Friday, June 08, 2007

Piper, Wright, and Justification Part 1

I love both of John Piper's and N.T. Wright's writings and I also believe both of these guys are precious gifts to the church. Beyond this, I know Piper's upcoming book will do justice to Wright's view of justification even though they will probably and ultimately disagree because of their different views on "imputation of Christ's active righteousness".

I believe Piper's biggest problem with Wright's view of justification is his belief that works will some how "merit", "earn", or "be credited for" our final justification. In some sense, Piper is right to note this, for Wright clearly states that Christian good works will some how be "credited" for our final justification. Wright states

"What we are not encouraged to do is to draw up a checklist of things done and not done, to weigh them against one another and thereby to arrive at the final verdict. This suggests that Paul is being careful not to endorse the merit-measuring schemes that, despite not being at the covenantal heart of Judaism, nevertheless played some role in discussions of final judgment" [1]

"What is our hope and joy and crown of boasting before our Lord Jesus Christ at his royal appearing? Is it not you? For you are our glory and our joy.’ (1 Thess. 3.19f.; cp. Phil. 2.16f.) I suspect that if you or I were to say such a thing, we could expect a swift rebuke of ‘nothing in my hand I bring, simply to thy cross I cling’. The fact that Paul does not feel obliged at every point to say this shows, I think, that he is not as concerned as we are about the danger of speaking of the things he himself has done – though sometimes, to be sure, he adds a rider, which proves my point, that it is not his own energy but that which God gives and inspires within him (1 Cor. 15.10; Col. 1.29). But he is still clear that the things he does in the present, by moral and physical effort, will count to his credit on the last day, precisely because they are the effective signs that the Spirit of the living Christ has been at work in him." [2]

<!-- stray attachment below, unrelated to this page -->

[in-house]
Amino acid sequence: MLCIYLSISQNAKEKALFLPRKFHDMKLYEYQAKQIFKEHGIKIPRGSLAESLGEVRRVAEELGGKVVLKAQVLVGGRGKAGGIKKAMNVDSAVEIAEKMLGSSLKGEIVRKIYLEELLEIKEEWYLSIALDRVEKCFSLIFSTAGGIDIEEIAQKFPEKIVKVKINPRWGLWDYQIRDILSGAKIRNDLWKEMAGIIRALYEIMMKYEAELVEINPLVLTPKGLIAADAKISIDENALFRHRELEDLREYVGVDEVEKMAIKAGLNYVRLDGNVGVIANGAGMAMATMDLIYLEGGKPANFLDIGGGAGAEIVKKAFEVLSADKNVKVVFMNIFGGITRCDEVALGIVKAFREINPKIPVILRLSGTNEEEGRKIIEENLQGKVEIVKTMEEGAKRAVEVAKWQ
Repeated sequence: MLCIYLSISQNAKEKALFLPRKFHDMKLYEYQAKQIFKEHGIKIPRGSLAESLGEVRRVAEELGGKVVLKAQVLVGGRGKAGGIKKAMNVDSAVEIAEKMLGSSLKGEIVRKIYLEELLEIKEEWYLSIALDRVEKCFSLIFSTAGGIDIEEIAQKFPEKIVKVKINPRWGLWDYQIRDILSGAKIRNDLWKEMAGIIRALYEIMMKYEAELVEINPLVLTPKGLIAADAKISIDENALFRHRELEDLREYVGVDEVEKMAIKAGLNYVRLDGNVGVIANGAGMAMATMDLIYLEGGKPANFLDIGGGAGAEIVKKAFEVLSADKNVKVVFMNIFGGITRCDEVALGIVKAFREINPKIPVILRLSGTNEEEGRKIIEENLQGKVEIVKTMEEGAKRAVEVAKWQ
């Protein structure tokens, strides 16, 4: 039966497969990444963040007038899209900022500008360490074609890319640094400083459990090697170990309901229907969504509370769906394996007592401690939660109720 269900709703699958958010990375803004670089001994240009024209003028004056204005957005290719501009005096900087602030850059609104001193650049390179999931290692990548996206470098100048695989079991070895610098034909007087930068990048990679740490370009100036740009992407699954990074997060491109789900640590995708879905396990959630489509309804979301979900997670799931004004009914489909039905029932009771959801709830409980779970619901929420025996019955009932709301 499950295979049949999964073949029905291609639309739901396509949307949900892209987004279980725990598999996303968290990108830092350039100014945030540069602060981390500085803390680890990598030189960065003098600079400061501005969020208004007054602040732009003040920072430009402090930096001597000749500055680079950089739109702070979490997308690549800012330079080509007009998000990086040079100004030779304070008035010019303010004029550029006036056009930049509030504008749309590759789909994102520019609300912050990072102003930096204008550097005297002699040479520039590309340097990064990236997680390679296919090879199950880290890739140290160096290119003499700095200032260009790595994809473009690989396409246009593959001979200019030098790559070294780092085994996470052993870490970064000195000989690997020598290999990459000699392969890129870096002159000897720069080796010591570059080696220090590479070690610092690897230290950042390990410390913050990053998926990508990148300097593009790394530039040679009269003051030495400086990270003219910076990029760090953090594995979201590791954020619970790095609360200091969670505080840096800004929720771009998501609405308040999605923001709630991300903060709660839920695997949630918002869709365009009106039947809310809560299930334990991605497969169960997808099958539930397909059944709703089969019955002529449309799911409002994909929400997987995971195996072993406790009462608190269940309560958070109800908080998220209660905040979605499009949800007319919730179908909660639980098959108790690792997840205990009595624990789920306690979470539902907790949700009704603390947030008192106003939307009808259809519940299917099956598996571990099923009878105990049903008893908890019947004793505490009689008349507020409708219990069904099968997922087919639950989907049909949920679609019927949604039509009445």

Add to this, Wright's open denial of Christ crediting his perfect obedience to Christians (imputation) and it seems we got a problem. Wright states:

What I do object to is calling this truth by a name which, within the world of thought where it is common coin, is bound to be heard to say that Jesus has himself earned something called ‘righteousness’, and that he then reckons this to be true of his people (as in the phrase ‘the merits of Christ’ [3]

In Piper's theological system, he also believes in the necessity of Christian good works at the final judgment, but he can describe these good works as "evidences" or "fruits" of truth faith and not something that "earns" justification because in his system, Christ's has already perfectly obeyed the law and thus "earned" and is the "basis" of the Christians' justification. Piper commenting on Romans 2:6-10:

(I)n general, there are two possible answers to this question. One says that eternal life would be based on perfect obedience if anybody had it. But nobody does, and so the only way to eternal life is by faith in Christ. The other way says that God never promised eternal life on the basis of good deeds, but always makes good deeds the evidence of faith that unites us to God in Christ, who is the basis of eternal life.

The other answer would say, it means that God does indeed give eternal life to those who persevere in obedience not because this obedience is perfect or because it is the basis or the merit of eternal life, but because saving faith always changes our lives in the power of the Holy Spirit so that true believers persevere in doing good. In other words, a changed life of obedience to God's truth (verse 8) is not the basis of eternal life, but the evidence of authentic faith which unites us to Christ who is the basis of eternal life. [4]

So within Piper's theological system, Wright will always be a "semi-Pelagian", no matter how many times he states that Christians are saved by grace. But it's important to note that in order for Piper to make Wright fit into his theological system, he needs to first prove that God requires perfect obedience from all men for salvation, which I believe is a very hard thing to do [5].